When you’re a bright-eyed fresh graduate, before you even open your mouth to say that “salary won’t matter, it’s all about doing what you like anyway”—please stop. Repeat until internalized and fully understood: salary is important. Salary is important. Salary is important. And so are many other factors that seem like petty conditions when it comes to accepting job offers.
Here are 8:
It matters that the boss should like you from the get-go, otherwise you’ll spend half your time at work trying to prove yourself. Unless that’s something you like.
But to be safe, the moment you feel that the boss is letting you in the job because of something else (e.g. lack of people, the urgent need to hire, or because someone else in the team put in a good word for you), it might be a better decision to spend your time and talent elsewhere.
The working hours
Not the one that’s on the website, but the real, actual working hours. Is OT-ing a norm? Are employees expected to be on call even after working hours and during the weekend?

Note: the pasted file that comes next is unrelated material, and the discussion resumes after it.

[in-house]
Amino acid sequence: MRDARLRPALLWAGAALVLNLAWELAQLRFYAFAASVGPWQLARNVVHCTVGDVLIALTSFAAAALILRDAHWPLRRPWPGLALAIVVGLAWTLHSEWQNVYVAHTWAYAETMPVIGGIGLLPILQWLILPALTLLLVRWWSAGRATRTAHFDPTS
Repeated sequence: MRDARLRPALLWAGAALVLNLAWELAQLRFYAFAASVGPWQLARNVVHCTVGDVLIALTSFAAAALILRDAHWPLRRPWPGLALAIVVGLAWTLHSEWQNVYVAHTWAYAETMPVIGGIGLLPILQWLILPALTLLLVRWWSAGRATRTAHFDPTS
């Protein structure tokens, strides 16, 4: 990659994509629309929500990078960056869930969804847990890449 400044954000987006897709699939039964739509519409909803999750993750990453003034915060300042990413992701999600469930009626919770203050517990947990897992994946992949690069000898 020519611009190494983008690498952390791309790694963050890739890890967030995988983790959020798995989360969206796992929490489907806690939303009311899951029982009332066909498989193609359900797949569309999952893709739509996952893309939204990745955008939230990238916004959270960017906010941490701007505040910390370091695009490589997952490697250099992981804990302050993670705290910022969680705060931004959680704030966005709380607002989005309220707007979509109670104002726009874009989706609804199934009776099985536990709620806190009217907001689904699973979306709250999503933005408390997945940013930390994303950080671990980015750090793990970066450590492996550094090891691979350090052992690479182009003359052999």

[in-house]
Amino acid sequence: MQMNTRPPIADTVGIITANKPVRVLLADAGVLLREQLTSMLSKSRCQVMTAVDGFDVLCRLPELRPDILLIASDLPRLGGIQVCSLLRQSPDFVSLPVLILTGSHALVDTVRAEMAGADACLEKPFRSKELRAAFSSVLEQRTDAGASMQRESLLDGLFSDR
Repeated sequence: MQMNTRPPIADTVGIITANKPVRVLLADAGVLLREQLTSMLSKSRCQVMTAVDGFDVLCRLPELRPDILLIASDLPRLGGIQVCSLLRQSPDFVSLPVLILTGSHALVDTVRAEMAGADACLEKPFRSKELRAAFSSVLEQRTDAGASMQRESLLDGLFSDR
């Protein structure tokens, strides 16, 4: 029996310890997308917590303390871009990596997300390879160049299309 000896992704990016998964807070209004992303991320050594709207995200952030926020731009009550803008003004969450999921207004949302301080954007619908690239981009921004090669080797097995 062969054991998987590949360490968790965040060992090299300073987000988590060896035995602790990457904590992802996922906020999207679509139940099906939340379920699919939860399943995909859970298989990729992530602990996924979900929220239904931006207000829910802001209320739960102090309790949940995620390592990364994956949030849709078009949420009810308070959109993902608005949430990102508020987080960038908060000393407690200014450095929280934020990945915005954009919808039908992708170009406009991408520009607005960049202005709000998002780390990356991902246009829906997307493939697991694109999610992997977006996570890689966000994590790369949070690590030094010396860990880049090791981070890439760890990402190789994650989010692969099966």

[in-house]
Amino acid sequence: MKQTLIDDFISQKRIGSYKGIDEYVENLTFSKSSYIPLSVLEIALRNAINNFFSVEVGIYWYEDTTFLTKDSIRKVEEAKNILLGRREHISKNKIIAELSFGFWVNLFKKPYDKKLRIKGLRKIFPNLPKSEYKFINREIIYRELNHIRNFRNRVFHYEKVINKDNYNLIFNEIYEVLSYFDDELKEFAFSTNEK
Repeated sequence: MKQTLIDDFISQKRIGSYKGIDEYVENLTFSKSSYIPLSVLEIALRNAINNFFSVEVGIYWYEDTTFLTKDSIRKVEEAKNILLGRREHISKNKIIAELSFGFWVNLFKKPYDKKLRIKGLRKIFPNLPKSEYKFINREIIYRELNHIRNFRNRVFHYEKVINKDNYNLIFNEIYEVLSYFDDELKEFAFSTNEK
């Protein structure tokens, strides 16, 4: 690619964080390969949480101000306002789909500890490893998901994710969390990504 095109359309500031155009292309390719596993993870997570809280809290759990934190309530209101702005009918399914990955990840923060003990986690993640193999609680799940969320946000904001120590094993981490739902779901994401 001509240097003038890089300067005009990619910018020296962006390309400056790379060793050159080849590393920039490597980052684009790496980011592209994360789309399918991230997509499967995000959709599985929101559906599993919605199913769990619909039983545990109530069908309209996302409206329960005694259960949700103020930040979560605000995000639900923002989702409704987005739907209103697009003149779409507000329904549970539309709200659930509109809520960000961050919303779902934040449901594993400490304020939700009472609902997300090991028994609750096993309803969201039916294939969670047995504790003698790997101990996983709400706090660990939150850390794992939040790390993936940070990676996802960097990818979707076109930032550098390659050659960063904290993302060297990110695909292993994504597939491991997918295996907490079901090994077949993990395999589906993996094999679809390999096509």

It doesn’t seem important now but trust me, it will matter greatly in the future. It’s definitely better to start with your SSS and PhilHealth contributions now, while you’re still young and healthy. It will definitely go a long way.
And note that not all companies automatically have that, so better ask than waste years of employment not contributing anything to your future.
The turnover rate
If you see middle-aged employees who seem to be aging well, are happy and gay, then that’s a good sign. But if you look around the office and find that most employees are sulking and complaining, or that most of them are fresh graduates, then the turnover rate must most likely be high.
Unhappy employees usually flee (and look for better opportunities) in less than a year or maybe two years maximum. So think to yourself if that’s the kind of experience you’d like to have.